Let’s talk about immigration. It’s a hot topic right now and there are as many different opinions and issues concerning immigration around the world as there are immigrants. In America, Donald Trump has promised to build a wall across the Mexican border, stop all illegal immigration, and deport 11 million illegal immigrants from the country. Britain just voted to exit the European Union and one of the many reasons people voted to do that was to regain more control over which people, and how many, they allow into their country. And now, every country in the world is trying to figure out how to balance the moral and legal obligation to accept refugees with the obligation of all nation-states to properly care for and advance the interests of their existing citizens and other residents already within their borders.
There are a lot of buzzwords associated with topics surrounding immigration, but we’re going to focus on one: integration. No matter how restrictive a country becomes, our ever-globalizing world makes it inevitable that every country around the world is going to become more and more diverse within itself, and it is important moving forward that we try and figure out how to welcome immigrants and refugees and integrate them peaceably into the culture of the country they are entering, without casting aside their own cultural heritage.
This is where we come to education. There are many factors that play a role in how well a person, or group of people, can integrate into a society, but they can mostly be broken down into three categories: knowledge of the host-country’s history and cultural norms, knowledge of the native language, and opportunities for employment. The common thread that connects these three factors is education. Any immigrant, whether child or an adult, who wants to become truly welcomed by society, must try to learn the language and cultural norms of that society. Children learn what their peers expect of them and how to act by going to school. It is the most vital and connective institution in any modern society. A school is also where a child learns to communicate with peers. Even for native speakers, schools are where kids learn slang, develop their accents, learn norms for communication, gestures … the list goes on and on. The role of school in teaching language is even more important for an immigrant child, who simultaneously needs to learn academic content and the native language and communication norms.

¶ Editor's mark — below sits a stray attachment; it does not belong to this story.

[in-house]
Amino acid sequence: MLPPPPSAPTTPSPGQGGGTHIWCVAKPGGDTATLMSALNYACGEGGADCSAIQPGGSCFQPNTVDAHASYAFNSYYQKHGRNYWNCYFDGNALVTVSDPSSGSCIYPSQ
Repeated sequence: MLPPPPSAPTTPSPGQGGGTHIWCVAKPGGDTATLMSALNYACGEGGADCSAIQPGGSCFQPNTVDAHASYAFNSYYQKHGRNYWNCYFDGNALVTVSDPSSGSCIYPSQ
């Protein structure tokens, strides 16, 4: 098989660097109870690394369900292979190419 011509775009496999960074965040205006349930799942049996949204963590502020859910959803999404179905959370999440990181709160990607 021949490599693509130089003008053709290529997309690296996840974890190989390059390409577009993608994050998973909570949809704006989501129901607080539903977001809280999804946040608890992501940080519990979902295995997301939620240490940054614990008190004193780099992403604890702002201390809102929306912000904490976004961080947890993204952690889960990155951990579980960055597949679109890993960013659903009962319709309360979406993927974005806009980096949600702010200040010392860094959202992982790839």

School is also where children are educated about their host country’s history, and the myths and legends surrounding it. In social studies in America you will learn about the Constitution and the Declaration of Independence, but you will also hear a lot of stories about Presidents and Founding Fathers. Ultimately, George Washington never cut down that cherry tree and Abraham Lincoln told plenty of lies, but these myths communicate something important about American culture and values. These are the kinds of things you learn in school.
Finally, one of the other goals of education is, of course, to provide someone with the knowledge and skills they need to find employment. If an immigrant has a job, a role and purpose in society he is much more likely to feel integrated into the country, and the society is more likely to reflect that feeling, especially if they work in a diverse workplace with non-immigrants and immigrants alike.
If we accept the premise that education is one of the most important facets to integrating people into a new country, we must look at how immigrants tend to fare in educational systems around the world and what changes we can make in order to improve their chances of succeeding.
The fact is, unsurprisingly, that school is typically harder for immigrant children. Many do not know the native language they are being taught in, their needs and skills are not addressed, and many come from poorer families.
The most important step in addressing these problems is to treat immigrants as an asset, not an obstacle. Children who are native in another language can bring a new perspective to a classroom, and knowing (or learning) two languages is an extremely valuable, marketable, and impressive skill. In addition, while having students who do not speak the native language fluently may seem like an obstacle at first, it can instead be viewed as an opportunity for a teacher to learn how to communicate content through many diverse ways, which will benefit all students, not just New Language Learners. Having multiple cultures in a classroom will also allow for different perspectives to enter into that classroom that would not have been there before. If a teacher recognizes this value, she can use it as an opportunity to expand on lessons like world history, religion, literature, and so much more. The presence of immigrants in a culture and a school must be viewed as an opportunity, not an obstacle.
As Europe and the rest of the world become more diverse and accept more immigrants and refugees it is vital that we turn to our educational institutions to help with integrating these newcomers and to treat them as dignified people with as much to offer their new country as their country has to offer them. There is no better thing we could do in order to encourage unity and reduce violence and animosity on every side.